Rev. Sun Myung Moon

As a Peace-loving Global Citizen is the autobiography of Rev. Sun Myung Moon, the founder of the Unification Movement. It was published in 2009 in both Korean and English by Gimm-Young Publishers of Seoul, South Korea. The book was released in South Korea on March 9, 2009 and debuted at #3 on the Businesss bestseller's list. It has ranked in various bestseller lists since then and was ranked 15th on the General bestseller's list as of October 14, 2009.

More Than Giving Bread, Teaching How to Make Bread

       Paraguay’s Chaco region occupies 60 percent of that country’s territory, but it has been a neglected land. The Chaco region was formed when the sea rose to cover the land, and even now you get salty water gushing up when you dig into the ground. I was in my seventies when I first went to Paraguay. The lives of the people living in this long neglected land were impoverished beyond words. It caused me great pain in my heart to see them. I sincerely wanted to help them, but they were not prepared to accept me, a person of a different skin color who spoke a different language. I did not give up, however.

       I traveled the Paraguay River for three months, eating and sleeping with people from the area. At more than seventy years of age, I was taking on a task that people said was impossible. I taught the people I met what I know about fishing, and they taught me their language. We were on the boat like this together for three months and became friends.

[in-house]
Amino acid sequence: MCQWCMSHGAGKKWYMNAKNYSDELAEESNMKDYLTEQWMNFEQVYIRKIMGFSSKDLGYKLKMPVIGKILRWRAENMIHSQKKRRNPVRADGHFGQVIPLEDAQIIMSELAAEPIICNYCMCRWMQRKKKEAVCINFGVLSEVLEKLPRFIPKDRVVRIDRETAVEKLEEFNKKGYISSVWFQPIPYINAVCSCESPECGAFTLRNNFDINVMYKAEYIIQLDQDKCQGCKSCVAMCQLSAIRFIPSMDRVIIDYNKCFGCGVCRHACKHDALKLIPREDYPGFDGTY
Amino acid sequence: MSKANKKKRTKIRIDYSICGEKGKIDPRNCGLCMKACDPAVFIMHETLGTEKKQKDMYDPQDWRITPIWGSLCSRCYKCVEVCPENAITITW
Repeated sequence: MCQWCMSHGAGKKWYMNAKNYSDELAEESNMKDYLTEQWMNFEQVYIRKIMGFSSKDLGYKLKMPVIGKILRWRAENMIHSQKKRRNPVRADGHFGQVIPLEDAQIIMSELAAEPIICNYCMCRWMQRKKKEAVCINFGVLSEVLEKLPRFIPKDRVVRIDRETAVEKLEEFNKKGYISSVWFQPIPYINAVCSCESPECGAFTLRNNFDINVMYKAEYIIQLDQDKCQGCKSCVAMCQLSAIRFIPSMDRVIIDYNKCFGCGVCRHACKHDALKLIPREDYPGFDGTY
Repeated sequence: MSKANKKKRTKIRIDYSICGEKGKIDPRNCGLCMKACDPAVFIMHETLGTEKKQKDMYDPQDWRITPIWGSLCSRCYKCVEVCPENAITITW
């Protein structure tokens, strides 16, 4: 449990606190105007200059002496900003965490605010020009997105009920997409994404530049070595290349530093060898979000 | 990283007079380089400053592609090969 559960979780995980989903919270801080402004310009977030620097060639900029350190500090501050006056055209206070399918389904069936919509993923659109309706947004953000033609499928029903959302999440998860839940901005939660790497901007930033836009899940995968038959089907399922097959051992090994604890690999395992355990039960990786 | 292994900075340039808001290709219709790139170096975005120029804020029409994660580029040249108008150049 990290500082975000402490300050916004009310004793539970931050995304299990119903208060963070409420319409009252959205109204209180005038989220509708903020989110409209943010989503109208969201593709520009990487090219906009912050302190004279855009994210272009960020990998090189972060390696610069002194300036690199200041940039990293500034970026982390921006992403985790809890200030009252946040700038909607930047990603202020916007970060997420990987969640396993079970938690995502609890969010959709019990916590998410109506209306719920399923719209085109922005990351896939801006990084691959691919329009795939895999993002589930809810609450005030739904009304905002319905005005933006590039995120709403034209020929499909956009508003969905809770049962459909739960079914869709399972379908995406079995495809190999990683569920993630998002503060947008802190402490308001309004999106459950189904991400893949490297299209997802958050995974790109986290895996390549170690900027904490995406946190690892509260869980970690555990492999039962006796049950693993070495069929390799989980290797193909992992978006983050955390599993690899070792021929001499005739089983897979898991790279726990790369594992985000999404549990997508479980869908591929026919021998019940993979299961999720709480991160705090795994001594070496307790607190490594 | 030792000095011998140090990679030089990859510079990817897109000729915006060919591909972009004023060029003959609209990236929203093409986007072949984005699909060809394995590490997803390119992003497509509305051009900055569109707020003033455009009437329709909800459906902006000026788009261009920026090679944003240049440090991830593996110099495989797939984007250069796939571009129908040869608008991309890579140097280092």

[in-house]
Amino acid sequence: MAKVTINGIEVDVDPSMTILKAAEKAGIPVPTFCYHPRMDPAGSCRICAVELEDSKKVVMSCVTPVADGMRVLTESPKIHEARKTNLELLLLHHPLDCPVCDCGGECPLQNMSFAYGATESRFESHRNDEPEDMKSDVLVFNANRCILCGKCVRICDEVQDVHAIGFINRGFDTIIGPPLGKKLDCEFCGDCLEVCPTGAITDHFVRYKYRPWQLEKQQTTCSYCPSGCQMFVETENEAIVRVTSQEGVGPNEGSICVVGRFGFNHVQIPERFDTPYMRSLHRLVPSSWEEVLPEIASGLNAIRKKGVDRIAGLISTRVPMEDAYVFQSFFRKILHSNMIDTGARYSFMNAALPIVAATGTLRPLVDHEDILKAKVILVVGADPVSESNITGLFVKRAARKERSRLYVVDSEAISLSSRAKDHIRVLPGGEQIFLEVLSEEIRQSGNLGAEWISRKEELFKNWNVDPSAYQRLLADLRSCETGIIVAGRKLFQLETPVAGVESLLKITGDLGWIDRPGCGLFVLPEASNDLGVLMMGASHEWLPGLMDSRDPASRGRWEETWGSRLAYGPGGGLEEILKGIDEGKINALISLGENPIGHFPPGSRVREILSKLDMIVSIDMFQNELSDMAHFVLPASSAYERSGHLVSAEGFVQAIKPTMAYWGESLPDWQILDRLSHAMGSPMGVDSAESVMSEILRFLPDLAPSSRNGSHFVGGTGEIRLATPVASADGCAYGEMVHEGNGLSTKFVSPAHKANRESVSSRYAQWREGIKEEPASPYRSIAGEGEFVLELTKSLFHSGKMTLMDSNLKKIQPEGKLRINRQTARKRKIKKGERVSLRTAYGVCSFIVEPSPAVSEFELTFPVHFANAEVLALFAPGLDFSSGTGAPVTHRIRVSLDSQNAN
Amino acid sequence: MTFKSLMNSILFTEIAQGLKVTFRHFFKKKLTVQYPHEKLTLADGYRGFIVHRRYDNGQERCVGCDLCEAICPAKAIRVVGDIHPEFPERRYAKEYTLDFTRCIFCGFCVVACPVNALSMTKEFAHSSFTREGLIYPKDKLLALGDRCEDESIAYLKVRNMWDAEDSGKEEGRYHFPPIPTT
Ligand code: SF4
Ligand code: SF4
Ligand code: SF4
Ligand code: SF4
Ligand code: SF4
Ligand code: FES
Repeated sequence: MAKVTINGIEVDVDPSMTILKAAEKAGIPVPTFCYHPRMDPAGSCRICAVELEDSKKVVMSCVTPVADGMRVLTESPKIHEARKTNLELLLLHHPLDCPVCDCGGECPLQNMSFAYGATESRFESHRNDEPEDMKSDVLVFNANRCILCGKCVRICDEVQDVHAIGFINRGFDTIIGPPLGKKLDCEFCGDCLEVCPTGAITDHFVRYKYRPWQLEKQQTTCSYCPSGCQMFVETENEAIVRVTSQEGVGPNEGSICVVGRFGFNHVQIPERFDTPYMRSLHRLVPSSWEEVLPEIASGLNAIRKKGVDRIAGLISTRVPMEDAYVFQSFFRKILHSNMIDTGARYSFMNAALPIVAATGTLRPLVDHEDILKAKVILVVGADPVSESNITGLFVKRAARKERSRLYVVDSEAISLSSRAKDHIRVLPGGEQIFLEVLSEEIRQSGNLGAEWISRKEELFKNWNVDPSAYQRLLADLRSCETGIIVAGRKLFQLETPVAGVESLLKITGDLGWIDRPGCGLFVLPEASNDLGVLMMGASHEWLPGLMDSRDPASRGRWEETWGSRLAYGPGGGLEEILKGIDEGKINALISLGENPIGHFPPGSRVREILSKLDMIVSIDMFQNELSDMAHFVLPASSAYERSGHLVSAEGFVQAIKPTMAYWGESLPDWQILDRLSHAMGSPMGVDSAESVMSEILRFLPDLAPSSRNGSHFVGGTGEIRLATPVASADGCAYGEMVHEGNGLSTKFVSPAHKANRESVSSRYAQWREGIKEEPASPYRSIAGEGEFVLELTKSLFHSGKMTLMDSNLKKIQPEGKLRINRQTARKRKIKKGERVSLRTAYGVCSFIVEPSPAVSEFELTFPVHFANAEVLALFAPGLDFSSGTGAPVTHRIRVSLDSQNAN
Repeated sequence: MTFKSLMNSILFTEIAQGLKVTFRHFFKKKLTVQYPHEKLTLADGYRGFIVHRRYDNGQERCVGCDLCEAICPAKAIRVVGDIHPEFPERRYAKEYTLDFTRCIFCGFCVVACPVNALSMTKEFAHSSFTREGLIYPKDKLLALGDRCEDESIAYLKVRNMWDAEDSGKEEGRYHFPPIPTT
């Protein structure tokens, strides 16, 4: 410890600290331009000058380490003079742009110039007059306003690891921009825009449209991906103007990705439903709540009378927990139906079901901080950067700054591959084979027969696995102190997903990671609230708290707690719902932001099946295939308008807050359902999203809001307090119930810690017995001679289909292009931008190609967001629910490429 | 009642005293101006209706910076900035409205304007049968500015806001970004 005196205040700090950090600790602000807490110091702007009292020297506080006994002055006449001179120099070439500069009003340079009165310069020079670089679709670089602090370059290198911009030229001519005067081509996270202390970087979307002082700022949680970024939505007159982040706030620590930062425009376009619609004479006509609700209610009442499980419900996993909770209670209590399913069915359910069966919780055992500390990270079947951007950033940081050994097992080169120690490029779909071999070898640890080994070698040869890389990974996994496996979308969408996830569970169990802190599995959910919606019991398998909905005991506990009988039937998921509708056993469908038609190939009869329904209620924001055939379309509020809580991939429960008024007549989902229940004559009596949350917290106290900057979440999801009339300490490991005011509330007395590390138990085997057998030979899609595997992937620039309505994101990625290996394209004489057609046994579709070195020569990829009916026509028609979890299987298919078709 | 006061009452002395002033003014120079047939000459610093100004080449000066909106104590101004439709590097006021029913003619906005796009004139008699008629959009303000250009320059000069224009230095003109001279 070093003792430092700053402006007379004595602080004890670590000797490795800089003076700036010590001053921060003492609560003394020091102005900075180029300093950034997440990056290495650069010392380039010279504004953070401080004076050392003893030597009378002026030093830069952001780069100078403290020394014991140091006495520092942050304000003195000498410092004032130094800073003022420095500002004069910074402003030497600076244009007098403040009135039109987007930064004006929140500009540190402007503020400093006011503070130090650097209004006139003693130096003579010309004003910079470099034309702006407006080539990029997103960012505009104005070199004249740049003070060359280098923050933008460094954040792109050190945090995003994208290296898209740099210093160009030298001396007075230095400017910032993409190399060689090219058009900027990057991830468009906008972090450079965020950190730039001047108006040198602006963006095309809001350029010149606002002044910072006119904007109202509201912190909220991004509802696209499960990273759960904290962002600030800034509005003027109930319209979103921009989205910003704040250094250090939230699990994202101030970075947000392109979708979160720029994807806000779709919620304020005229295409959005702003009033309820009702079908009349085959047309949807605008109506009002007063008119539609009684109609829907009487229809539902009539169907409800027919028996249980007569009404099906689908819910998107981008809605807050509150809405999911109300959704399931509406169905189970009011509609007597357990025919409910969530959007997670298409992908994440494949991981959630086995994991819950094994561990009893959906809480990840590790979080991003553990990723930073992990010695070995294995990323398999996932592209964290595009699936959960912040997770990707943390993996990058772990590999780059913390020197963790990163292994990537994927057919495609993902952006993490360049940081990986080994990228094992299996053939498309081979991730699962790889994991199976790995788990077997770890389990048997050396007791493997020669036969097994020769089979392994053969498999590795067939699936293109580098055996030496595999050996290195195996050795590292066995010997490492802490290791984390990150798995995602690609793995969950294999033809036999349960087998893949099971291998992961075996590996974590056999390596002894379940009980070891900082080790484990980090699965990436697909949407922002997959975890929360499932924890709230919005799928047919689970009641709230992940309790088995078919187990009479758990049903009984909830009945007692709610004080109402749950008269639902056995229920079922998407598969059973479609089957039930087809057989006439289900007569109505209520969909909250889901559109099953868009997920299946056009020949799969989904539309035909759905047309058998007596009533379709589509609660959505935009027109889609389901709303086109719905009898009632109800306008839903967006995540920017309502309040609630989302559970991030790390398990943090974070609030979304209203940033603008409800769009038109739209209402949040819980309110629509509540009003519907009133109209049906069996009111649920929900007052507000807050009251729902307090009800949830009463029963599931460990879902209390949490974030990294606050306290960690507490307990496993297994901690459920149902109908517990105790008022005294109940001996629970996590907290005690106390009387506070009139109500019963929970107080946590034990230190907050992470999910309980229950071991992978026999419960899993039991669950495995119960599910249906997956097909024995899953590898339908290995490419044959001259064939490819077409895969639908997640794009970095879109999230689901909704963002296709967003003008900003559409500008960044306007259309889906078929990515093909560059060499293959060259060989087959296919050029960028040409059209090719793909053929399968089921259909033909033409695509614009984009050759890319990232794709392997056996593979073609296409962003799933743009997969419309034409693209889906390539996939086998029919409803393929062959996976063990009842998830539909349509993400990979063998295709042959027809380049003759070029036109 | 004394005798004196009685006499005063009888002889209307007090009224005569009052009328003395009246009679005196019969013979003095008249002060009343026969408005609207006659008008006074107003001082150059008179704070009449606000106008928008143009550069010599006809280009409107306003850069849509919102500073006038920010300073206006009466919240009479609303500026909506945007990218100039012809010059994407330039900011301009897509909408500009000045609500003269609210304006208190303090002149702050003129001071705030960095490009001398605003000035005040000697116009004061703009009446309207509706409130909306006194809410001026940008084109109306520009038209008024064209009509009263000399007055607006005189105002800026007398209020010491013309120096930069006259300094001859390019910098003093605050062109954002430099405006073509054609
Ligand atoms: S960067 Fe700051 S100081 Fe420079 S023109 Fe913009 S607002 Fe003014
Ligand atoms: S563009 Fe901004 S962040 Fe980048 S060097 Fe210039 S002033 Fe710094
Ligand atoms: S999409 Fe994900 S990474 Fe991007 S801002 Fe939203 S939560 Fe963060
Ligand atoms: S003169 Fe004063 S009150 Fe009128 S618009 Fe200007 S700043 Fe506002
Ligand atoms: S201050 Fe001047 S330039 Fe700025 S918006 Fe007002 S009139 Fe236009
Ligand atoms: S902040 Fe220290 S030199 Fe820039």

Once they began to open their hearts, I talked to them again and again about why the world must become one. At first their reaction was indifferent. Year by year, though, the people of Chaco began to change. After ten years, they changed so much that they held a global peace festival with great enthusiasm.

       Resolving the food situation does not mean that peace will follow immediately. After the hunger issue has been resolved, it is important to carry out educational programs on peace and love. I have built many schools in places such as Jardim and Chaco. At first people didn’t send their children to school but instead had them help raise their cattle. We worked hard to convince them that the children and young people needed an education. As a result, we now have many students. We built a light industrial factory where they could produce items using simple technologies, and the students became more interested in attending school so they could work in the factory.

       We are all responsible for the people around the world who die of hunger. We need to take action to help them. We need to feel a clear sense of responsibility and find a way that they can be fed and saved. People who live well should come down to a slightly lower position and raise up those who live poorly, to bring about a world where all people live well.